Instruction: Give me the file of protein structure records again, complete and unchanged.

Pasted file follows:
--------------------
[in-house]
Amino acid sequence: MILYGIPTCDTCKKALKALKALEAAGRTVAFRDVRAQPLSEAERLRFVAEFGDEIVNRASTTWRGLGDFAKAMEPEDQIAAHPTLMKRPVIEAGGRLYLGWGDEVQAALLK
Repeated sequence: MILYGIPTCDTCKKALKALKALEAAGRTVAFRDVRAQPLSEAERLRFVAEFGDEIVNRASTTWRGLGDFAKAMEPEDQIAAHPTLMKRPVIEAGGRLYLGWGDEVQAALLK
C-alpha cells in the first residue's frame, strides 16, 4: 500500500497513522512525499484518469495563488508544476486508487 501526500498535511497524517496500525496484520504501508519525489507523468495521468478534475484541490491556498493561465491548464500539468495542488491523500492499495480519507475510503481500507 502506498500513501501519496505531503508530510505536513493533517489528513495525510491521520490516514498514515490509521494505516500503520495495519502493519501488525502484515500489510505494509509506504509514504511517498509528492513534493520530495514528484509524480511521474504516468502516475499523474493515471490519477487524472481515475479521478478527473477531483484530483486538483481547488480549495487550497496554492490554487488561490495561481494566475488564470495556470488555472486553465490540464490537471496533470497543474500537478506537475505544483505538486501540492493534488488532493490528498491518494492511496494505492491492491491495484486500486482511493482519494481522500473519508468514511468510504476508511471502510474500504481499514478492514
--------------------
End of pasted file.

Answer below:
[in-house]
Amino acid sequence: MILYGIPTCDTCKKALKALKALEAAGRTVAFRDVRAQPLSEAERLRFVAEFGDEIVNRASTTWRGLGDFAKAMEPEDQIAAHPTLMKRPVIEAGGRLYLGWGDEVQAALLK
Repeated sequence: MILYGIPTCDTCKKALKALKALEAAGRTVAFRDVRAQPLSEAERLRFVAEFGDEIVNRASTTWRGLGDFAKAMEPEDQIAAHPTLMKRPVIEAGGRLYLGWGDEVQAALLK
C-alpha cells in the first residue's frame, strides 16, 4: 500500500497513522512525499484518469495563488508544476486508487 501526500498535511497524517496500525496484520504501508519525489507523468495521468478534475484541490491556498493561465491548464500539468495542488491523500492499495480519507475510503481500507 502506498500513501501519496505531503508530510505536513493533517489528513495525510491521520490516514498514515490509521494505516500503520495495519502493519501488525502484515500489510505494509509506504509514504511517498509528492513534493520530495514528484509524480511521474504516468502516475499523474493515471490519477487524472481515475479521478478527473477531483484530483486538483481547488480549495487550497496554492490554487488561490495561481494566475488564470495556470488555472486553465490540464490537471496533470497543474500537478506537475505544483505538486501540492493534488488532493490528498491518494492511496494505492491492491491495484486500486482511493482519494481522500473519508468514511468510504476508511471502510474500504481499514478492514